One L, Scott Turow's journal of his first year at law school introduces and a best-seller when it was first published in 1977, has gone on to become a virtual bible for prospective law students. Not only does it introduce with remarkable clarity the ideas and issues that are the stuff of legal education; it brings alive the anxiety and competiveness--with others and, even more, with oneself--that set the tone in this crucible of character building. Turow's multidimensional delving into his protagonists' psyches and his marvelous gift for suspense prefigure the achievements of his celebrated first novel, Presumed Innocent, one of the best-selling and most talked about books of 1987.
Each September, a new crop of students enter Harvard Law School to begin an intense, often grueling, sometimes harrowing year of introduction to the law. Turow's group of One Ls are fresh, bright, ambitious, and more than a little daunting. Even more impressive are the faculty: Perini, the dazzling, combative professor of contracts, who presents himself as the students' antagonist in their struggle to master his subject; Zechman, the reserved professor of torts who seems so indecisive the students fear he cannot teach; and Nicky Morris, a young, appealing man who stressed the humanistic aspects of law.
Will the One Ls survive? Will they excel? Will they make the Law Review, the outward and visible sign of success in this ultra-conservative microcosm? With remarkable insight into both his fellows and himself, Turow leads us through the ups and downs, the small triumphs and tragedies of the year, in an absorbing and throught-provoking narrative that teaches the reader not only about law school and the law but about the human beings who make them what they are.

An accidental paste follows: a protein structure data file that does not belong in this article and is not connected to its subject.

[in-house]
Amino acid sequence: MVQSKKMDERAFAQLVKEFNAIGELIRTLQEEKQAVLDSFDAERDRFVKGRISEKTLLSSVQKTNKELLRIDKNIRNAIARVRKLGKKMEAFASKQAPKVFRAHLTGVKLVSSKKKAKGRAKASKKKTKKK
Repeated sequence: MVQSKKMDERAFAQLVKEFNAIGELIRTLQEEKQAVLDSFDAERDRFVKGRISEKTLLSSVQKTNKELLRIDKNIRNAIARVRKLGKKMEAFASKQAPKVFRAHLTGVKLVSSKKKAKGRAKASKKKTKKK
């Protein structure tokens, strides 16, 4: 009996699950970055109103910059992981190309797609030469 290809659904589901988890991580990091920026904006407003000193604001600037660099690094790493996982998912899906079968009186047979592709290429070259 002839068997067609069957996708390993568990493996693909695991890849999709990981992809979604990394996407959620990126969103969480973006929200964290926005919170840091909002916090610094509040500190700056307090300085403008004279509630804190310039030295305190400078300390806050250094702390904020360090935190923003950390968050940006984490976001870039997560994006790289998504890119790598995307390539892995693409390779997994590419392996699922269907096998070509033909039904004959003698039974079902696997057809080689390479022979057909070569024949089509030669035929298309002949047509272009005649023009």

In the new afterword for this edition of One L, the author looks back on law school from the perspective of ten years' work as a lawyer and offers some suggestions for reforming legal education.
Necessity to law students
This was an excellent account of a law students struggles even if it is difficult at times to relate to someone who attended HLS. I was disappointed in the end as it seemed to preach more than describe, but the author has reserved the right to do so. Still a necessary read for any future or current law student. I would recommend any young man or woman who so much as thinks they might attend law school read this book.
Good read but,
it seemed as if HLS is home to a bunch of cry babies .
A Must-Read for Would-Be Law Students
As a law student hopeful, I already feel indebted to Turow moments after finishing "One L". The book sheds light on what is an otherwise occult world, that of a Harvard law student. The book is an entertaining yet informative balance of autobiography, general information on law, and in the end, pedagogical analysis of law schooling. Written in 1977, the world Turow describes and the one we live in today differ almost in every facet. For example, Turow writes with incredulous fascination that big corporate law firms could bill their clients up to $200 per hour. I balked at the number, thinking it low, until I calculated for inflation and realized that the number would have been 898 in 2015 dollars. Artifacts of social changes such as this are prevalent throughout the book, but Turow argues that law education, predominantly, is immune to the same cultural shifts. Real estate law, he writes, requires an understanding of medieval legislature to be fully absorbed as a student. The methods of teaching the courses, the Socratic method, is a centuries old tradition.
While the prudent applicant will seek further reading for more current accounts of law school, I doubt they will find one more honest, transparent and power as Turow's.